Lionel Sanders and Holly Lawrence have been honoured with the Professional Triathletes Organisation’s “Julie Moss Award” for their “courageous performances at the Collins Cup.
Julie Moss put triathlon on the map thanks to her performance at the 1982 Ironman World Championship where she collapsed just short of the finish and crawled across the line, only to be passed in the final few metres by Kathleen McCartney.
Here’s how the PTO described the decisions to give Sanders and Lawrence the awards in a press release sent out earlier today:
The many gutsy performances at the Collins Cup made this decision extremely difficult. From Team Internationals’ Kyle Smith racing with one aerobar after crashing, to an unwell Daniela Ryf of Team Europe pushing herself on the run to earn three vital points, from the outstanding performance by American Chelsea Sodaro barely six months after the arrival of her baby Skye, to the mad sprint by Team Internationals’ Jackson Laundry in the final two kilometres to win his match, the day was filled with grit and determination. But the performances of Sanders and Lawrence particularly captivated the fans and showcased the meaning of The Collins Cup.
Canadian Lionel Sanders, the spiritual leader of Team Internationals, arrived at the event having finished second at Ironman Copenhagen only six days before. However, nothing was going to stop him leaving his body and soul on the racecourse for the PTO’s flagship event. Sanders not only competed on just six days rest from a full distance race, but he then rose from the pavement after a bike crash to win his match against Europe’s Sebastian Kienle and USA’s Andrew Starykowicz.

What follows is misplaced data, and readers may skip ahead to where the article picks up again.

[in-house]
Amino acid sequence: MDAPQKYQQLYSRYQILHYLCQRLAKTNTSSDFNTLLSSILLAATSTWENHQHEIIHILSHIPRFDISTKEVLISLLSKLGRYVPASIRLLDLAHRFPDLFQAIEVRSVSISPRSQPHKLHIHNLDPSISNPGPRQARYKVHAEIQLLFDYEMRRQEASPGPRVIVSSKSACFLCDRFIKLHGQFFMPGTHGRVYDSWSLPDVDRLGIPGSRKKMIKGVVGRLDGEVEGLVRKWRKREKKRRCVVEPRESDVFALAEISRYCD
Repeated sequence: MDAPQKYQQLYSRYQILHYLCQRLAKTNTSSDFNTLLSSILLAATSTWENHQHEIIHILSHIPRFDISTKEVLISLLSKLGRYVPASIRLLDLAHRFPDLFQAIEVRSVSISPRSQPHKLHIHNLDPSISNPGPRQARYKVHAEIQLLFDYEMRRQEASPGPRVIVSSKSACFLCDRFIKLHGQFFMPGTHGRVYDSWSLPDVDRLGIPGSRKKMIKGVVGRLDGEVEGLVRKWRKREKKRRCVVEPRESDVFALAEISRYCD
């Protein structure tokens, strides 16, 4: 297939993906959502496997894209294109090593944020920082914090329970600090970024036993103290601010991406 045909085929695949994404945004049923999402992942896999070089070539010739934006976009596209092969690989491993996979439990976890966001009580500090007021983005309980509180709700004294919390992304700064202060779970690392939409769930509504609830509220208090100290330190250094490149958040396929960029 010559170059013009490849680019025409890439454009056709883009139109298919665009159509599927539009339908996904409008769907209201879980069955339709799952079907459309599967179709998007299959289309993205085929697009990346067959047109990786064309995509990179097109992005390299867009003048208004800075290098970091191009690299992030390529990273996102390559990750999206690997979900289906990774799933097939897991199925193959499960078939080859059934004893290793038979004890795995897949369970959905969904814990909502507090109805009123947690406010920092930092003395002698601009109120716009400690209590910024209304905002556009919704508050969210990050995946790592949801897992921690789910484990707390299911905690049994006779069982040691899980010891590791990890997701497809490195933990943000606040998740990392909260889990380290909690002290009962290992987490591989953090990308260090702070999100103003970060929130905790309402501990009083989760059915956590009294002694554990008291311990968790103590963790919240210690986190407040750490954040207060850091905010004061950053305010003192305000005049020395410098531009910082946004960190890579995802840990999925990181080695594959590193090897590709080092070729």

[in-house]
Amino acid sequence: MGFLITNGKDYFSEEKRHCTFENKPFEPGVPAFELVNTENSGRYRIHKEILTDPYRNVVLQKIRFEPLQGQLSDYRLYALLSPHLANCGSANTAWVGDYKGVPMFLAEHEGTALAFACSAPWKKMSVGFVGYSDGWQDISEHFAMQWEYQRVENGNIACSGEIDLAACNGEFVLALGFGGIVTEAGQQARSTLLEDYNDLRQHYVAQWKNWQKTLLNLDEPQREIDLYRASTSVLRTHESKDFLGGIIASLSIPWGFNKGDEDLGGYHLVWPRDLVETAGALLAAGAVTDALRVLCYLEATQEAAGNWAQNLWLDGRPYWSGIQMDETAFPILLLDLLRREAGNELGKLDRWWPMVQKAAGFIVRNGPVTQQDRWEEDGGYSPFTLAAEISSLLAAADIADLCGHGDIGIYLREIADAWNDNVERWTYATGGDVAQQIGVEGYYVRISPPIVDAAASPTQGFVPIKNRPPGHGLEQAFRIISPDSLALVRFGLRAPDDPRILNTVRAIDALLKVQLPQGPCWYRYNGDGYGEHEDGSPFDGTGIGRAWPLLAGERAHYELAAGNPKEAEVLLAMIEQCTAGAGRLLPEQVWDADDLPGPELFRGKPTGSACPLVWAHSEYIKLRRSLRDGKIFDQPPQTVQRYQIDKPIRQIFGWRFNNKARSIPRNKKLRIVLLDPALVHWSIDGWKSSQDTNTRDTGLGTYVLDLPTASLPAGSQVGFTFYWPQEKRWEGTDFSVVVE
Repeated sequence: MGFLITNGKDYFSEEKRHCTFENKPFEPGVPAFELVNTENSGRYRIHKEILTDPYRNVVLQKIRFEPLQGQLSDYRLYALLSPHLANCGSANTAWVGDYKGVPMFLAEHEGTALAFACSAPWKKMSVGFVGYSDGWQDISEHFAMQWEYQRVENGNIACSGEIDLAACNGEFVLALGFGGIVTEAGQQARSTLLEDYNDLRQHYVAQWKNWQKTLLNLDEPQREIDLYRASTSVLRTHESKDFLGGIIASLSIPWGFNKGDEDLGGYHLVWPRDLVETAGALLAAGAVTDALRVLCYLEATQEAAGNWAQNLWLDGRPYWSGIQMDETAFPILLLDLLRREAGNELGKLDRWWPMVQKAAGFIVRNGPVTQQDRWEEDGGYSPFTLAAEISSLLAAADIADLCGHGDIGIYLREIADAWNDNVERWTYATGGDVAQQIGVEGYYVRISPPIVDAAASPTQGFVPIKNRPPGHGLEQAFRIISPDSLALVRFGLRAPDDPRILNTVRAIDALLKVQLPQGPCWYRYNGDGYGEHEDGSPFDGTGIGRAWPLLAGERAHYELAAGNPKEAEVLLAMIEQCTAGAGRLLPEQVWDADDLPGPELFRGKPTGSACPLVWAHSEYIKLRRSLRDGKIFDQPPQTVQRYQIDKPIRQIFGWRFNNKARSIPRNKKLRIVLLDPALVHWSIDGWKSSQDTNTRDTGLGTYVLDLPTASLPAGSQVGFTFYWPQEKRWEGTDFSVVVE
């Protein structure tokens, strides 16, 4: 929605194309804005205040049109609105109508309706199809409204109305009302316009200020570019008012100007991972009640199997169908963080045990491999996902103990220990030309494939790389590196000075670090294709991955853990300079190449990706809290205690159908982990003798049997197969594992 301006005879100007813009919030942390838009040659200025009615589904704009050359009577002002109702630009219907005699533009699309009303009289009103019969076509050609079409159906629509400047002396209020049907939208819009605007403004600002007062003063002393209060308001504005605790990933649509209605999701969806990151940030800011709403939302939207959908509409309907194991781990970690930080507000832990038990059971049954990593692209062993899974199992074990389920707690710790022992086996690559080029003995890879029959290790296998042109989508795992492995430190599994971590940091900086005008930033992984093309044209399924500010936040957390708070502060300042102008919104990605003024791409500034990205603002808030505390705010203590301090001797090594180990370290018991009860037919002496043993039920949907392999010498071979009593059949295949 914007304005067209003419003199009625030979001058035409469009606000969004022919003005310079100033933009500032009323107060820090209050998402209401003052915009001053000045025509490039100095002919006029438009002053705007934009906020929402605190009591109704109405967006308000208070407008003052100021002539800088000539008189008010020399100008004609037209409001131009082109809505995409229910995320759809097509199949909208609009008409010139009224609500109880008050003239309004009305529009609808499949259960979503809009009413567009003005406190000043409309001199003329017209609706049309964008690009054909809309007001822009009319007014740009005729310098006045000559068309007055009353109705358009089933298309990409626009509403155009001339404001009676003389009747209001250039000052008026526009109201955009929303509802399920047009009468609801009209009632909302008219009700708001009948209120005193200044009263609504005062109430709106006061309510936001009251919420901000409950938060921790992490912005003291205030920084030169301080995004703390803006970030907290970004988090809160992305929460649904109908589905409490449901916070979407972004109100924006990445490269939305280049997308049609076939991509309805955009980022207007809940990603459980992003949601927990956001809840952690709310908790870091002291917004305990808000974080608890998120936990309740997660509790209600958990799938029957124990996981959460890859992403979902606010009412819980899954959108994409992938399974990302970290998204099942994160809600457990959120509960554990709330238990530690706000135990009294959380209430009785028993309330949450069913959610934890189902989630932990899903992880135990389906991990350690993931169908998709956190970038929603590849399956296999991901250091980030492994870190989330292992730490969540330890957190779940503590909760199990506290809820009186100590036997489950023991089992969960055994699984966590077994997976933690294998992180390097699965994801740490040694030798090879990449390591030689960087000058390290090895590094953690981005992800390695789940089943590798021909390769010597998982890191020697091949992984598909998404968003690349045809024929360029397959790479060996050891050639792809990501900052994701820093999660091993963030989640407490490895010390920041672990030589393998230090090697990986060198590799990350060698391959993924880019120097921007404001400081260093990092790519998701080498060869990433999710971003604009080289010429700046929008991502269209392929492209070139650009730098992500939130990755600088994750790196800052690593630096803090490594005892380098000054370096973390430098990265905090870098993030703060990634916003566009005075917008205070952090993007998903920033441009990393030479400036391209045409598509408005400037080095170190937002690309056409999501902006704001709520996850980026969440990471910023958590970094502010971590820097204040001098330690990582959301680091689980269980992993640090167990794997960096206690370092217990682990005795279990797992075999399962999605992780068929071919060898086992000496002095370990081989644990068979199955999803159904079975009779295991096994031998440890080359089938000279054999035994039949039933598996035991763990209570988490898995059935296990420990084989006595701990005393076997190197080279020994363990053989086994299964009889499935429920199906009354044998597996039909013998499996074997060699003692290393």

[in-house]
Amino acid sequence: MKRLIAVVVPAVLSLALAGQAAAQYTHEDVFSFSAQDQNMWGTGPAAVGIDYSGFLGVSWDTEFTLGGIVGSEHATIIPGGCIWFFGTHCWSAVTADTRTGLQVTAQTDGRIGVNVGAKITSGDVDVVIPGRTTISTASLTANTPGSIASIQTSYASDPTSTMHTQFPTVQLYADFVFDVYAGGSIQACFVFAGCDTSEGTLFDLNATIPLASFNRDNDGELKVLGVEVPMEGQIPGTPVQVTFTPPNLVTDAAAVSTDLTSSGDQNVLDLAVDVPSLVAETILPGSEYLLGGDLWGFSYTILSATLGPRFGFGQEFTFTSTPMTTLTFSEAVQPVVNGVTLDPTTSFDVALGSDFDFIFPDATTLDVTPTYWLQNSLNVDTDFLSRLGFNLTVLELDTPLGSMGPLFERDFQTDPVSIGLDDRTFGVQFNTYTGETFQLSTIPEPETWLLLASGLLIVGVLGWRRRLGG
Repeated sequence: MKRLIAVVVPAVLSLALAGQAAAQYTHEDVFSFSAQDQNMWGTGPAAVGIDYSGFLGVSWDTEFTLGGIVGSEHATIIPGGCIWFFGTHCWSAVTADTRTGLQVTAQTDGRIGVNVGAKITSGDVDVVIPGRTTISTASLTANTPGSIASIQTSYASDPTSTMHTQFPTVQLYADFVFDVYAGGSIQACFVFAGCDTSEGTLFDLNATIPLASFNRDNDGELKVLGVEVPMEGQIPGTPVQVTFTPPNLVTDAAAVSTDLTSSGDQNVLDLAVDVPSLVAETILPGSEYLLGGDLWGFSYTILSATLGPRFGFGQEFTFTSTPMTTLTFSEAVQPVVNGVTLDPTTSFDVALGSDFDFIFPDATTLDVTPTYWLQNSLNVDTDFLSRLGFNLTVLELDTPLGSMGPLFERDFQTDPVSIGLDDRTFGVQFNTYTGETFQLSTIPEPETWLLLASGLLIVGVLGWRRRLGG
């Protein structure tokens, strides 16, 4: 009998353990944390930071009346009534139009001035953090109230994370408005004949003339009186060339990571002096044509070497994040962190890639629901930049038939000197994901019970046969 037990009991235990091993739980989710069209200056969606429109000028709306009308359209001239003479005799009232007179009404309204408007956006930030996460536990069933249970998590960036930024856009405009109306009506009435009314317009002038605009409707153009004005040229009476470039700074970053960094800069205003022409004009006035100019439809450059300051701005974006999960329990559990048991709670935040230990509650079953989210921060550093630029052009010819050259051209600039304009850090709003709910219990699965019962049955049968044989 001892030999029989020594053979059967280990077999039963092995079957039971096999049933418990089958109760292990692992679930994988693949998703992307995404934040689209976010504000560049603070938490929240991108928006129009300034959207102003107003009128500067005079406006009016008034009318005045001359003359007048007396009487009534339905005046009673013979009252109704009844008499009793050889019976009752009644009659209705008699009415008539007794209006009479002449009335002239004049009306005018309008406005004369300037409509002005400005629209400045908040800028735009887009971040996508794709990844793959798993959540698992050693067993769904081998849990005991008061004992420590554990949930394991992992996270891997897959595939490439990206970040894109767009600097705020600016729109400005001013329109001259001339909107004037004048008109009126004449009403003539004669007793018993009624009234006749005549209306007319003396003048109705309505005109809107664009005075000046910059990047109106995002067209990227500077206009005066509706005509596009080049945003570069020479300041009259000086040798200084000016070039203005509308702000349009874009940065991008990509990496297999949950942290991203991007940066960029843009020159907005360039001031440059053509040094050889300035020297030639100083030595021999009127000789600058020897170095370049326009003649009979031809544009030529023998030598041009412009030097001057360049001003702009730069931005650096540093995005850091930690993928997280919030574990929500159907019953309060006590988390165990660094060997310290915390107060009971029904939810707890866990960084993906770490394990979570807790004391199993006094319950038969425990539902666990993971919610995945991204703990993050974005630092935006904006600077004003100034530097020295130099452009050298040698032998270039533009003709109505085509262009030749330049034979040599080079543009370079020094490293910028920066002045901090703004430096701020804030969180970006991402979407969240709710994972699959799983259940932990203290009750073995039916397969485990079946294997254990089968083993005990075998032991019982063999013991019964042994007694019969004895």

Simon Whitfield, Olympic Gold Medal winner and Team Internationals Captain, commented, “There is literally no way to describe Lionel Sanders. You can exhaust your Thesaurus with words like relentless, indomitable, unyielding, driven, inexorable, and never come close to describing what Lionel Sanders is or does. You can only conclude it is beyond the realm of human comprehension. In everything the man does he lives his mantra to have “No Limits.” It was an honour to be his Captain and experience his passion and spirit.“
For the women, Europe’s Holly Lawrence personifies the values of the Collins Cup. One of the marquee matches against fierce rival Ellie Salthouse from Team Internationals was turning out to be well and truly epic as the women battled side-by-side for every stroke of the swim, colliding numerous times as each refused to yield a centimetre. It was triathlon’s equivalent of Ali v. Fraser fought in the waters of the Danube River. Lawrence led on the bike until disaster struck, and she crashed not far from T-2. Bloodied, she rose immediately to continue the fight, but her damaged bike took almost five minutes to repair as she waited helplessly. She watched both Salthouse and USA’s Skye Moench pass her and saw her chance to win the match evaporate. Bike repaired but spirit unbroken, she rode into transition to a standing ovation. With no chance to win her match, she nonetheless persevered in the run and denied Team USA and Team International bonus points, thus helping Team Europe to victory.
Natascha Badmann, Team Europe Captain, noted, “Holly Lawrence’s performance was an inspiration to our team. We had already lost points in Match No. 1 with the tremendous performance of USA’s Taylor Knibb. If Holly was not able to continue, we would have lost an additional 1-1/2 points. With grit and determination, she battled back to deny both Team USA and Team Internationals 1-1/2 vital points. This did not go unnoticed by the fans and the rest of Team Europe, who were not prepared to see Holly’s effort be in vain.”
Lawrence mentioned in her post-race interview that if it had been a normal championship race, she would not have continued after it took so long to mend her bike, but since she was racing for Team Europe, she was willing to sacrifice her personal goals for those of the team.